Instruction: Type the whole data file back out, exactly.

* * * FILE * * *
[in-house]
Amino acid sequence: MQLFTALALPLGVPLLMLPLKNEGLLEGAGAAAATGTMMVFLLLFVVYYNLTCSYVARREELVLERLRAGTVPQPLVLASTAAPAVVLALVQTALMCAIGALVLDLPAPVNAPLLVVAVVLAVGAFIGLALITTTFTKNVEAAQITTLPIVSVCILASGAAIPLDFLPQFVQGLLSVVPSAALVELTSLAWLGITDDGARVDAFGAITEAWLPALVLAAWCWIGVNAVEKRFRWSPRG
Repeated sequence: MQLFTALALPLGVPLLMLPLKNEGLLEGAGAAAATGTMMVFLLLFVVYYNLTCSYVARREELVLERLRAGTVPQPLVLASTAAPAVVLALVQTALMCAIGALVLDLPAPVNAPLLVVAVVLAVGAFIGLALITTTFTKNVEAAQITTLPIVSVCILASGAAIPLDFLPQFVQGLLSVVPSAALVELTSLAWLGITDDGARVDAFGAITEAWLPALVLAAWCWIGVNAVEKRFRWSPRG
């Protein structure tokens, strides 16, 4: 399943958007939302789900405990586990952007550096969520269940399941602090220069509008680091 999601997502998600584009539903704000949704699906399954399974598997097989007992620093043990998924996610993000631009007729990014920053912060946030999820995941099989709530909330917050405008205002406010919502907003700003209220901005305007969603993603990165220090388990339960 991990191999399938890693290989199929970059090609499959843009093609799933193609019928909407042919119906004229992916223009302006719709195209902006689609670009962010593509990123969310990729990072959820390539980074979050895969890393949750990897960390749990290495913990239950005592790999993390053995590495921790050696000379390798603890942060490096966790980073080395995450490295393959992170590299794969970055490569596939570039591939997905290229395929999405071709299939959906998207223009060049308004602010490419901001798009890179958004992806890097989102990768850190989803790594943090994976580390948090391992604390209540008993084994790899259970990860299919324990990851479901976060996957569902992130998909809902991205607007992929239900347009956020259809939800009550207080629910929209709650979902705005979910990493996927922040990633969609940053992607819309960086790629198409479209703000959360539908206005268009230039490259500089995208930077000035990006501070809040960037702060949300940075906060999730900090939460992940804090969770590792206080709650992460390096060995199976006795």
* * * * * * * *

[in-house]
Amino acid sequence: MQLFTALALPLGVPLLMLPLKNEGLLEGAGAAAATGTMMVFLLLFVVYYNLTCSYVARREELVLERLRAGTVPQPLVLASTAAPAVVLALVQTALMCAIGALVLDLPAPVNAPLLVVAVVLAVGAFIGLALITTTFTKNVEAAQITTLPIVSVCILASGAAIPLDFLPQFVQGLLSVVPSAALVELTSLAWLGITDDGARVDAFGAITEAWLPALVLAAWCWIGVNAVEKRFRWSPRG
Repeated sequence: MQLFTALALPLGVPLLMLPLKNEGLLEGAGAAAATGTMMVFLLLFVVYYNLTCSYVARREELVLERLRAGTVPQPLVLASTAAPAVVLALVQTALMCAIGALVLDLPAPVNAPLLVVAVVLAVGAFIGLALITTTFTKNVEAAQITTLPIVSVCILASGAAIPLDFLPQFVQGLLSVVPSAALVELTSLAWLGITDDGARVDAFGAITEAWLPALVLAAWCWIGVNAVEKRFRWSPRG
């Protein structure tokens, strides 16, 4: 399943958007939302789900405990586990952007550096969520269940399941602090220069509008680091 999601997502998600584009539903704000949704699906399954399974598997097989007992620093043990998924996610993000631009007729990014920053912060946030999820995941099989709530909330917050405008205002406010919502907003700003209220901005305007969603993603990165220090388990339960 991990191999399938890693290989199929970059090609499959843009093609799933193609019928909407042919119906004229992916223009302006719709195209902006689609670009962010593509990123969310990729990072959820390539980074979050895969890393949750990897960390749990290495913990239950005592790999993390053995590495921790050696000379390798603890942060490096966790980073080395995450490295393959992170590299794969970055490569596939570039591939997905290229395929999405071709299939959906998207223009060049308004602010490419901001798009890179958004992806890097989102990768850190989803790594943090994976580390948090391992604390209540008993084994790899259970990860299919324990990851479901976060996957569902992130998909809902991205607007992929239900347009956020259809939800009550207080629910929209709650979902705005979910990493996927922040990633969609940053992607819309960086790629198409479209703000959360539908206005268009230039490259500089995208930077000035990006501070809040960037702060949300940075906060999730900090939460992940804090969770590792206080709650992460390096060995199976006795």